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Punk Vacation (1990)

Punk Vacation coverStudio: Vinegar Syndrome

Original Release: May 1st, 1990

DVD Release: July 9, 2013

Rating: UnRated!

Directed by Stanley Lewis

Review by Craig Sorensen

A hidden gem of late ‘80s video weirdness rears it’s ugly head in the digital age with Vinegar Syndrome’s Punk Vacation.  Sure, the punks are about as authentic as a mall Hot Topic, the acting almost across the board stilted and wooden, confusingly edited in sections and cheap to a fault, but the film still has a strange charm that’s kind of hard to deny.

Somewhere in California, Deputy Steven (Stephen Fiachi of Night Eyes) is trying to get back together with his girlfriend, Lisa (Sandra Bogan of Hider in the House).  Her father doesn’t like Deputy Steven though because he doesn’t think he’ll ever make something of himself (a police officer isn’t a viable career choice evidently).  One night, one of the most clean cut punks rides up to the father’s diner on his dirt bike to get an orange soda.  First of all, they’re out of orange soda in the Dr. Pepper machine out front.  The punk is disappointed but opts for a Dr. Pepper instead.  Then the machine eats his last quarter and doesn’t spit out his bottle.  Naturally this kid is pissed.  He shakes the machine and hits it (much as I would do, maybe that makes me a punk too?).  So the father, of course, comes out with a shotgun.  The kid tries to explain that the machine took his last bit of money and didn’t give him a drink.  Rather than go inside and give the kid his money back or get him a Dr. Pepper (he’s got plenty inside I’m sure), he chases the kid off.  Eventually he comes back with his PUNK friends and beats up his car.  They also get ahold of his daughter and vaguely threaten her.  The father ends up running into a knife by accident and the kids run off as Deputy Steven pulls up in his police cruiser, hitting the clean cut punk.  Now they’ve really pissed off the PUNKS.

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So, right off the bat you can kind of tell where this movie is going.  The film does kind of defy those expectations in how it actually treats the punks as opposed to the townspeople.  The film basically follows the template of a ‘60s biker film, with the ‘punks’ filling in for a biker gang.  Of course, in a biker film it’s the gang that upsets the idyllic tranquility of small town life with their corrupt morality and depravity, usually killing and raping along the way.  In this, the gang rides into town and the first person they deal with is a frightened, questionable business owner who deals with minor problems with a shotgun in hand.  And the kids only bring out a knife when the man gets his shotgun again.  And even then, they don’t intentionally kill the man.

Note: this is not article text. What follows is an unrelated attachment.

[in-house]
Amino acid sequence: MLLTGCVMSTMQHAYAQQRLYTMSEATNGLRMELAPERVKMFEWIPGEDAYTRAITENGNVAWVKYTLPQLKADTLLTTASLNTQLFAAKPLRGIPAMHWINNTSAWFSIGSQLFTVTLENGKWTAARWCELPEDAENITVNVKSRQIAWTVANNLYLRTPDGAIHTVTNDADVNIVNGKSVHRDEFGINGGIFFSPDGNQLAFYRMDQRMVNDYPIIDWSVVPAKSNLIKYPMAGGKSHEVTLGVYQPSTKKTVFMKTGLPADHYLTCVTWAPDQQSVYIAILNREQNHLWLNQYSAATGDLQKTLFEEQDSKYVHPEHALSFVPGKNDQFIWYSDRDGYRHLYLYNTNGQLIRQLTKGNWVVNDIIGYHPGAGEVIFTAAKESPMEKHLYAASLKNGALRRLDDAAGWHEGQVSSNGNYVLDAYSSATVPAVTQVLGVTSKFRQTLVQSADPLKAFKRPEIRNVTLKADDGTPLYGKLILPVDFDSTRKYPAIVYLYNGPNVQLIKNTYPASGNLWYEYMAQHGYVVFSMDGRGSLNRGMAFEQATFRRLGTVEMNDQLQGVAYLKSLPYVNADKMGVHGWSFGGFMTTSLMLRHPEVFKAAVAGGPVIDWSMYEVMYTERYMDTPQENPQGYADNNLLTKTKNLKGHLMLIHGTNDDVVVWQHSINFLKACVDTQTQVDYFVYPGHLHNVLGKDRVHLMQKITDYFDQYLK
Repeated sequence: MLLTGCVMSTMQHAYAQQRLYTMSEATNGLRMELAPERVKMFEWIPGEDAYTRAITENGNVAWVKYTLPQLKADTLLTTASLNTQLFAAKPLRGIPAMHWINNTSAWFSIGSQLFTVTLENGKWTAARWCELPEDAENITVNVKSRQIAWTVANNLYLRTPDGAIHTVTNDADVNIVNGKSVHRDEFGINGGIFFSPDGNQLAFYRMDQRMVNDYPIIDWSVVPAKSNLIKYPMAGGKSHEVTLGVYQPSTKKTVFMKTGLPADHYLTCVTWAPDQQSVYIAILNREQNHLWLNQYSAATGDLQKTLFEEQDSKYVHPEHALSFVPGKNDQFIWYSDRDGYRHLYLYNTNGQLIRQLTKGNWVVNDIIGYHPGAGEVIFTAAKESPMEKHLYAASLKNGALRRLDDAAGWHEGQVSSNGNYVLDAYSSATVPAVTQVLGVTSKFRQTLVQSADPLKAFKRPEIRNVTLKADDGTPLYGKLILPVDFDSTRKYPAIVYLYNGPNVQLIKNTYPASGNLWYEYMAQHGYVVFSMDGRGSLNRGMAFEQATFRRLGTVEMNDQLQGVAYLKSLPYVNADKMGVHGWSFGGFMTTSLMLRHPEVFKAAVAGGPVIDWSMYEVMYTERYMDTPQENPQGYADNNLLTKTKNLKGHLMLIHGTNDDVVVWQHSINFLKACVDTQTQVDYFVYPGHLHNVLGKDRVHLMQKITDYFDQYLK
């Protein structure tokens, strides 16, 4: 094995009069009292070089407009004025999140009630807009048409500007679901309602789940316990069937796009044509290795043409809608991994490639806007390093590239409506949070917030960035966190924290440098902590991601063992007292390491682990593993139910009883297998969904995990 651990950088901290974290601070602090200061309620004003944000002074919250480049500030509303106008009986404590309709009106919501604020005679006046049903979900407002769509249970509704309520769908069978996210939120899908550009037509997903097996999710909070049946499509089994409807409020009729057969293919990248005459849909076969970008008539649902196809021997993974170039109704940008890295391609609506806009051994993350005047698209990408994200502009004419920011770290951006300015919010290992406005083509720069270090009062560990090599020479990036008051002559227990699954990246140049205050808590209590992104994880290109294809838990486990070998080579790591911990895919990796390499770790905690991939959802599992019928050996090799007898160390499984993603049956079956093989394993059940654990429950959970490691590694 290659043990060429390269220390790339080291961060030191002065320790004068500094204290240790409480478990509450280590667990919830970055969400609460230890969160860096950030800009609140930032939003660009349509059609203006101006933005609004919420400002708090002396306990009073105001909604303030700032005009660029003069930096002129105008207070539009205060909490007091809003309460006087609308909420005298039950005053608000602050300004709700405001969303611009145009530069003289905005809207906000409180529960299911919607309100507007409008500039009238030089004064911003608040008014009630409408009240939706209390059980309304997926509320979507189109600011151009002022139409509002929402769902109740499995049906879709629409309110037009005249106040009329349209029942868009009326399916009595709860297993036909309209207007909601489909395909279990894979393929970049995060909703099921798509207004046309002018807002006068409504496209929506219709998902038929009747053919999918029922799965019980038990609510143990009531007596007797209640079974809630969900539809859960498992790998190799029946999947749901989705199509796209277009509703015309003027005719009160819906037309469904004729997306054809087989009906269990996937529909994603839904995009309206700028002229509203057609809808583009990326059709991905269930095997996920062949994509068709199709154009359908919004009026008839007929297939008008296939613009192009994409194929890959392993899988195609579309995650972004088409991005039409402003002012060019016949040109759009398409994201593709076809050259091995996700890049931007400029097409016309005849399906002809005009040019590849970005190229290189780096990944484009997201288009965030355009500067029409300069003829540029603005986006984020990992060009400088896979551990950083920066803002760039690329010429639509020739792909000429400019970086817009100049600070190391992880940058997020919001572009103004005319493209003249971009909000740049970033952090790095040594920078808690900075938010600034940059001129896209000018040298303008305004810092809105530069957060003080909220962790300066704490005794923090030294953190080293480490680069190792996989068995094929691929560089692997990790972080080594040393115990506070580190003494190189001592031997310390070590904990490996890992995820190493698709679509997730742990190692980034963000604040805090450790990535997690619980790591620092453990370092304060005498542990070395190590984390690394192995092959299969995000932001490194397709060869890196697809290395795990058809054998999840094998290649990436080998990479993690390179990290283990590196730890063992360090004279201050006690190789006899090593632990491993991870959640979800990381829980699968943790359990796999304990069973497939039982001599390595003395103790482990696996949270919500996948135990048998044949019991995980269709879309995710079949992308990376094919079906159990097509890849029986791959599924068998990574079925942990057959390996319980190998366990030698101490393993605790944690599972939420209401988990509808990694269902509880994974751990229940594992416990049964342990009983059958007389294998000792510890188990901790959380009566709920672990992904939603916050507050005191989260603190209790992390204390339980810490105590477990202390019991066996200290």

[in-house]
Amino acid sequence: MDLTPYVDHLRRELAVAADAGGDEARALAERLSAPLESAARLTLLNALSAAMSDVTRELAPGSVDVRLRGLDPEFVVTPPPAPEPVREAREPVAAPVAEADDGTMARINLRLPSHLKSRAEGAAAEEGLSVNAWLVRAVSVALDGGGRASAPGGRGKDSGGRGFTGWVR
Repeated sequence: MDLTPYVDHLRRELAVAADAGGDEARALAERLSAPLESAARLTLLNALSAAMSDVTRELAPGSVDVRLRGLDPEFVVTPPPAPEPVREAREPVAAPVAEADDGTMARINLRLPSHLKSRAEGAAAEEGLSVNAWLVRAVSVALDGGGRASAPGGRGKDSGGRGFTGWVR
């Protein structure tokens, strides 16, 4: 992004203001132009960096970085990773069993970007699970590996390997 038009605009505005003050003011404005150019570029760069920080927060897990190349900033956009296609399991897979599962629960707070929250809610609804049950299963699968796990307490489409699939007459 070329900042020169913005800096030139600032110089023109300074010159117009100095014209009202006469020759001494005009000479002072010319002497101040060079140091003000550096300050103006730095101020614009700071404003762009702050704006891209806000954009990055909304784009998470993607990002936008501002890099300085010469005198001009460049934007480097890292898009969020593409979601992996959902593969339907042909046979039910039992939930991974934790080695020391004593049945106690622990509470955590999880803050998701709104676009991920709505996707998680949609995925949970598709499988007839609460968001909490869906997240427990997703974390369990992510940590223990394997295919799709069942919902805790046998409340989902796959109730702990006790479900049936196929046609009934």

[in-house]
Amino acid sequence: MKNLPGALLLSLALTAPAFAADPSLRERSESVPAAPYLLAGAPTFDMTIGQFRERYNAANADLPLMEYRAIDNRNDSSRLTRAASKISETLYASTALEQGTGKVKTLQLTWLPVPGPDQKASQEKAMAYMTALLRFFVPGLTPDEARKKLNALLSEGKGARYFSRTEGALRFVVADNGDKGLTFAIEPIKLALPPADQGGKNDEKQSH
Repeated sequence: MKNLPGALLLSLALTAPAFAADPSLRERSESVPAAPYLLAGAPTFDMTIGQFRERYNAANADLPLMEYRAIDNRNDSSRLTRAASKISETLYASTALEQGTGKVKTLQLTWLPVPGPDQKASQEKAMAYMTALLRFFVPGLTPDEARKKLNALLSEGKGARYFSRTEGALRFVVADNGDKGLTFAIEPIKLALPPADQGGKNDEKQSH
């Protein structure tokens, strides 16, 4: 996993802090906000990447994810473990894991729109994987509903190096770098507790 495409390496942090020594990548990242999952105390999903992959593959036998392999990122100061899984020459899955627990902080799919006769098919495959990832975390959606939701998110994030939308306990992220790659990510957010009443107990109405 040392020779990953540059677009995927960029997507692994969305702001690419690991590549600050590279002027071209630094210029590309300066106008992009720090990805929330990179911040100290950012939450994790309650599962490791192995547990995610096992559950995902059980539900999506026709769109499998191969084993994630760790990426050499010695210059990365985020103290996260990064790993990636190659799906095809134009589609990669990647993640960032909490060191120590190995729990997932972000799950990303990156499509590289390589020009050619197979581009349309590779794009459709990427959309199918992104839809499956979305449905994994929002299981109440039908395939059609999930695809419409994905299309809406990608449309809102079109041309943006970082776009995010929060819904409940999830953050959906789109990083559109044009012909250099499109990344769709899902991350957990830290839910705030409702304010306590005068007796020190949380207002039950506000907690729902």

And the film basically treats all the townspeople as either bumbling buffoons or literally insane.  The sheriff (Warhol alum Louis Waldon) is obsessed with ‘pinko commies’, Lisa is obsessed with murdering the punks (she twice puts herself in danger trying to kill them) and Deputy Steven takes cucumbers into battle for some reason.  The punks themselves are played as fairly reasonable people.  When they catch Lisa with a gun in their camp, they don’t kill her.  They undress her and you think that maybe there might be a sexual assault coming but no, their leader Ramrod (Roxanne Rogers of 976-EVIL) is just taking her clothes so she can sneak into town to get Kentucky Fried Chicken for them to eat.  The punks do tie Lisa up but for the most part don’t treat her too bad.  Of course, Deputy Steven and his partner come racing in shooting the place up to get her back, once again escalating the violence.  So, it’s almost like the biker and townspeople roles are reversed.  Eventually the townspeople form a posse and the bikers are forced to use their ingenuity to slow them down (in completely non violent ways, while the posse is armed with shotguns) so they can make their escape.  In the end, these kids just want to end their Punk Vacation and get the fuck back to LA.  That’s right, the title is accurate, these kids just wanted to take a vacation, to get away from the city for a while and see nature.  Of course, the film is so cheap, direction and editing so terrible that it’s hard to tell how much of this is intentional or accidental.  In the end I suppose it doesn’t matter.  I had a hell of a time watching it.  It’s weird and funny and has enough going on to keep you entertained.

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Vinegar Syndrome’s new 1080p transfer of the film looks fucking gorgeous.  Now, this being a cheap film from the early ‘90s, there are going to be inconsistencies in the way that this was shot.  So you aren’t going to get something that look like some modern piece of shit film.  But I be that this looks better than it did when first screened.  Detail is really strong here and colors completely natural.  Sound can be a problem sometimes but I think this has more to do with the cheap and rushed production.  Dialog can be very soft at time, with sound effects occasionally drowning out speech.  I’m sure that it’s a good representation of how the film was shot however.

There aren’t any special features other than a still gallery on the Blu-Ray itself.  All the special features are saved for the included DVD version.  First, you get a couple of video interviews with producer/actor Stephen Fusci and PA/stuntman Steven Rowland, detailing the making of not only this film but also a film called Nomad Riders.  The biggest special feature here though is that film, included as a second feature.  It’s transfered from a 1 inch master tape and is full frame but is completely looney in it’s own right (a guy in an outhouse is blown up with a hand grenade) and is certainly welcome.

[Rating: 4 Stars]

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